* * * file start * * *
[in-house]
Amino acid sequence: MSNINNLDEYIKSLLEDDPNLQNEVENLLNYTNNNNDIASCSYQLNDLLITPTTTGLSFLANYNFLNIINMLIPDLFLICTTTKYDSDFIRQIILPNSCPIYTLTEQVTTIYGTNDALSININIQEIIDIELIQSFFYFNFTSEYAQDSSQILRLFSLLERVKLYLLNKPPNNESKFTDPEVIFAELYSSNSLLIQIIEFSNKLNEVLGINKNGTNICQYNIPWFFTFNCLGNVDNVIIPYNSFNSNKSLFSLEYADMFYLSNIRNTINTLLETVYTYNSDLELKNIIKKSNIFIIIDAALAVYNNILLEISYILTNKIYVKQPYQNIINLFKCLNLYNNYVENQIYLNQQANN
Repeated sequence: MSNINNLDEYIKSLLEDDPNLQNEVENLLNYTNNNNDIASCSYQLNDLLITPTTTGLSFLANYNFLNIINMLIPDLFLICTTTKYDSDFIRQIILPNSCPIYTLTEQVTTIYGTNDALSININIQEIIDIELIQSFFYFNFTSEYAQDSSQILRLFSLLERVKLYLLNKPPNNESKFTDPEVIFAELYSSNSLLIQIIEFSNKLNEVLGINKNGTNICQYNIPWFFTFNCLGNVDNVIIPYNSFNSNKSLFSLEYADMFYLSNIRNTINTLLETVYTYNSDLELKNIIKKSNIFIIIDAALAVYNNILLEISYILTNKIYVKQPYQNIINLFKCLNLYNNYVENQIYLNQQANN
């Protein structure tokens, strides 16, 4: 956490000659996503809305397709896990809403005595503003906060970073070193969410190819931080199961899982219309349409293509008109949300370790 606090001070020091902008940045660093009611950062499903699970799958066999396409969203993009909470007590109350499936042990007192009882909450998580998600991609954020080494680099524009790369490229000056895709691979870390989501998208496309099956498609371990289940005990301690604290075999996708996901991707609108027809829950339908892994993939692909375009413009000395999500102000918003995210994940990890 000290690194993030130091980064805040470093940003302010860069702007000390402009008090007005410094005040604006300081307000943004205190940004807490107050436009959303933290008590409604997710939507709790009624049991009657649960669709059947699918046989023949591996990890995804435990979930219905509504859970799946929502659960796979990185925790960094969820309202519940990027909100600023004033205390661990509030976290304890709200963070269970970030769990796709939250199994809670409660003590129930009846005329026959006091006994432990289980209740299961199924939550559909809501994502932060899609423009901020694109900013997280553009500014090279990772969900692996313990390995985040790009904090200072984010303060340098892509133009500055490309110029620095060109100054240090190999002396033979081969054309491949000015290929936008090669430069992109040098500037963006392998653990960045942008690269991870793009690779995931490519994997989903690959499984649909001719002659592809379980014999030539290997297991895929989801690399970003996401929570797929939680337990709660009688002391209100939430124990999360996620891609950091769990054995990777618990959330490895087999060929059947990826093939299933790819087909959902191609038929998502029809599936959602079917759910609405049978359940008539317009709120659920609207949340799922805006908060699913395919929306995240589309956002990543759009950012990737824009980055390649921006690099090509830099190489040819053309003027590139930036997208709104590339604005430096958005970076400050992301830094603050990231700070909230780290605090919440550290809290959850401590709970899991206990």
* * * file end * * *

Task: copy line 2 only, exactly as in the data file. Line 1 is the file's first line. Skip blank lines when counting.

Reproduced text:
Amino acid sequence: MSNINNLDEYIKSLLEDDPNLQNEVENLLNYTNNNNDIASCSYQLNDLLITPTTTGLSFLANYNFLNIINMLIPDLFLICTTTKYDSDFIRQIILPNSCPIYTLTEQVTTIYGTNDALSININIQEIIDIELIQSFFYFNFTSEYAQDSSQILRLFSLLERVKLYLLNKPPNNESKFTDPEVIFAELYSSNSLLIQIIEFSNKLNEVLGINKNGTNICQYNIPWFFTFNCLGNVDNVIIPYNSFNSNKSLFSLEYADMFYLSNIRNTINTLLETVYTYNSDLELKNIIKKSNIFIIIDAALAVYNNILLEISYILTNKIYVKQPYQNIINLFKCLNLYNNYVENQIYLNQQANN